Windows is a Four-Letter Word

Since my computer is almost three years old, I immediately hoped it was a hardware problem so that I’d have an excuse to get a new machine (my motherboard only supports AGP 1x cards, so a new graphics card might have been hard to find). But I made the mistake of mentioning the problem at work today, and one of my friends suggested I look for a new driver and see if that would help.

This seemed like a good idea, since I was running the original Win98 drivers for the Viper 330. And, sure enough, there were new drivers on Diamond’s site. And a new BIOS, too. So I downloaded them and set to work.

The install procedure seemed simple enough: reset the system to VGA, reboot, and run INSTALL from the directory with the new drivers. When I told Windows to drop down to VGA, it complained — said that wasn’t the hardware I had. But it was willing to let me do it anyway, and I rebooted in glorious 16-color, 640×480 resolution, ready for the next step.

The next step seemed pretty easy, too; but Diamond’s install program told me that I had some files which were newer than the ones it wanted to install, and suggested I keep the ones I had. So I did. And then I rebooted.

And then things started to go wrong. Windows wouldn’t let me set the display to anything better than straight VGA resolution (though it claimed I was running the Diamond Viper 330 drivers). If I did try, it required me to reboot, then told me that my hardware wouldn’t support this mode, and dropped back to VGA resolution.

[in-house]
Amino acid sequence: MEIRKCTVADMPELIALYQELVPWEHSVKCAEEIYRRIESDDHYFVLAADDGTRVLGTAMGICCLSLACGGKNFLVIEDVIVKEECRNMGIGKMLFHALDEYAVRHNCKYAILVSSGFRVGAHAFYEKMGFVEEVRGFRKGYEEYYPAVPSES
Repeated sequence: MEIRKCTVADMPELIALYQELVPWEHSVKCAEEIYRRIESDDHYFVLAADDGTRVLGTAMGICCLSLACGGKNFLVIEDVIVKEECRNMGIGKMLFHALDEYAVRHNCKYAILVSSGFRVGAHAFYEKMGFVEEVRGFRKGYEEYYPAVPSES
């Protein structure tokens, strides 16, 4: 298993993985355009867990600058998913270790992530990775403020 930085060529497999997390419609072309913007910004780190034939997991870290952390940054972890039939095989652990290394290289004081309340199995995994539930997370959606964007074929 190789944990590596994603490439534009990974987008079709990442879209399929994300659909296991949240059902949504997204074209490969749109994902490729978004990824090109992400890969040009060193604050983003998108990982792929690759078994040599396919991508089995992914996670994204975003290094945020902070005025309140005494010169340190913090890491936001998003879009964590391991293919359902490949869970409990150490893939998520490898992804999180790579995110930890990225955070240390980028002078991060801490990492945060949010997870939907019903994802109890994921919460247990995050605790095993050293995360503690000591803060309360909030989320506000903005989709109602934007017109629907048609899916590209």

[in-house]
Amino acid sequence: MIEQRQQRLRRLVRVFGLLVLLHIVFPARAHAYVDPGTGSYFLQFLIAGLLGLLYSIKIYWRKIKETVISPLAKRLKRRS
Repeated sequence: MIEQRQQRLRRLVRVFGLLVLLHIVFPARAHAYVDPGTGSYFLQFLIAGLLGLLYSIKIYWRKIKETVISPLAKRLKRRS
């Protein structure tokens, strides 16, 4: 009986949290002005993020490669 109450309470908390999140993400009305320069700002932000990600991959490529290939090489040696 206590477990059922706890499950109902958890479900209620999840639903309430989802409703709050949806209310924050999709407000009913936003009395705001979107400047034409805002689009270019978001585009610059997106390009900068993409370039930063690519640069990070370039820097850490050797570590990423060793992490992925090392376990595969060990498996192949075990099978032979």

16 colors is not enough to edit pictures, so I decided I’d better persever. My next step was to reinstall the driver again. I got the same results. At least it was consistent.

So then I flashed the new BIOS into the card (a step I took most reluctantly). And I rebooted Windows. And nothing had changed.

By this time, I was getting annoyed — I actually had things I wanted to do on the computer other than play with drivers. So I deleted the display driver and let Plug-and-Play reinstall it from the Win98 distribution.

This got me back on the air — I could go back to my normal resolution and color depth — but when I went into Thumbs Plus, it still got the blurry picture, so I hadn’t fixed my original problem.

I decided to make one more attempt; this time, instead of using the Diamond installer, I used the regular Windows driver install. It complained that I might not be using the best driver in the world, but it installed the driver with no warnings about downlevel modules. And when I rebooted for the tenth time this evening, it worked — and so did Thumbs Plus!

So I guess I can wait a little longer for a new system. That’s probably just as well — it’d come with the successor to Win98, and I feel like I’ve been through enough for a while without telling Microsoft to go ahead and “Windows Me!”